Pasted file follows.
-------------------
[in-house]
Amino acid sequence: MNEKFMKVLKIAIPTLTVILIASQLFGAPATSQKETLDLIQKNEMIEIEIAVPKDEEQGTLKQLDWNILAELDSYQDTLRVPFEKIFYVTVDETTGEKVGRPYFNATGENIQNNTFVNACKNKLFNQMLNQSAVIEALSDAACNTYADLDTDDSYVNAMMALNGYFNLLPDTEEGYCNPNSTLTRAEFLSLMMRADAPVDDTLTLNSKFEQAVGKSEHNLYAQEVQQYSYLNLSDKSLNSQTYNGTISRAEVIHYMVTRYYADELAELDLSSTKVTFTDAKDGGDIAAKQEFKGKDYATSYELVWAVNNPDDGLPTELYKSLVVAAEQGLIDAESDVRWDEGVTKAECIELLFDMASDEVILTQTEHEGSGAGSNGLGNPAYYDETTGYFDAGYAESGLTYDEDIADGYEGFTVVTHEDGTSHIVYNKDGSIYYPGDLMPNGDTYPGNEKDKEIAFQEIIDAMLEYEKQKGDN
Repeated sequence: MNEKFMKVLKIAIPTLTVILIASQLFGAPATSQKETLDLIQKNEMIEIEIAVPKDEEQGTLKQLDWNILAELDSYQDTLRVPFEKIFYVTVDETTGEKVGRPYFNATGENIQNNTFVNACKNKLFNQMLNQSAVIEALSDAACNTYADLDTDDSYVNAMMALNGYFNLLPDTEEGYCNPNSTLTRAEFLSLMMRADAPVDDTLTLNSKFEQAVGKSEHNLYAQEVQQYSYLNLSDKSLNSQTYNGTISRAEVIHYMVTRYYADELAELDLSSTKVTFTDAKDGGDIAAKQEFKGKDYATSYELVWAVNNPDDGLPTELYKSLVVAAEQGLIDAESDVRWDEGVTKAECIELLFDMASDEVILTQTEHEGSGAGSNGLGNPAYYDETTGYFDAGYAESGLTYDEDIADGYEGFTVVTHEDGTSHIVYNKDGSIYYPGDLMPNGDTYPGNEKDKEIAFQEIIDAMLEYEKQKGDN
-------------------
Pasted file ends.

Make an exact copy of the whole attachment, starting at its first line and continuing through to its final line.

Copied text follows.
[in-house]
Amino acid sequence: MNEKFMKVLKIAIPTLTVILIASQLFGAPATSQKETLDLIQKNEMIEIEIAVPKDEEQGTLKQLDWNILAELDSYQDTLRVPFEKIFYVTVDETTGEKVGRPYFNATGENIQNNTFVNACKNKLFNQMLNQSAVIEALSDAACNTYADLDTDDSYVNAMMALNGYFNLLPDTEEGYCNPNSTLTRAEFLSLMMRADAPVDDTLTLNSKFEQAVGKSEHNLYAQEVQQYSYLNLSDKSLNSQTYNGTISRAEVIHYMVTRYYADELAELDLSSTKVTFTDAKDGGDIAAKQEFKGKDYATSYELVWAVNNPDDGLPTELYKSLVVAAEQGLIDAESDVRWDEGVTKAECIELLFDMASDEVILTQTEHEGSGAGSNGLGNPAYYDETTGYFDAGYAESGLTYDEDIADGYEGFTVVTHEDGTSHIVYNKDGSIYYPGDLMPNGDTYPGNEKDKEIAFQEIIDAMLEYEKQKGDN
Repeated sequence: MNEKFMKVLKIAIPTLTVILIASQLFGAPATSQKETLDLIQKNEMIEIEIAVPKDEEQGTLKQLDWNILAELDSYQDTLRVPFEKIFYVTVDETTGEKVGRPYFNATGENIQNNTFVNACKNKLFNQMLNQSAVIEALSDAACNTYADLDTDDSYVNAMMALNGYFNLLPDTEEGYCNPNSTLTRAEFLSLMMRADAPVDDTLTLNSKFEQAVGKSEHNLYAQEVQQYSYLNLSDKSLNSQTYNGTISRAEVIHYMVTRYYADELAELDLSSTKVTFTDAKDGGDIAAKQEFKGKDYATSYELVWAVNNPDDGLPTELYKSLVVAAEQGLIDAESDVRWDEGVTKAECIELLFDMASDEVILTQTEHEGSGAGSNGLGNPAYYDETTGYFDAGYAESGLTYDEDIADGYEGFTVVTHEDGTSHIVYNKDGSIYYPGDLMPNGDTYPGNEKDKEIAFQEIIDAMLEYEKQKGDN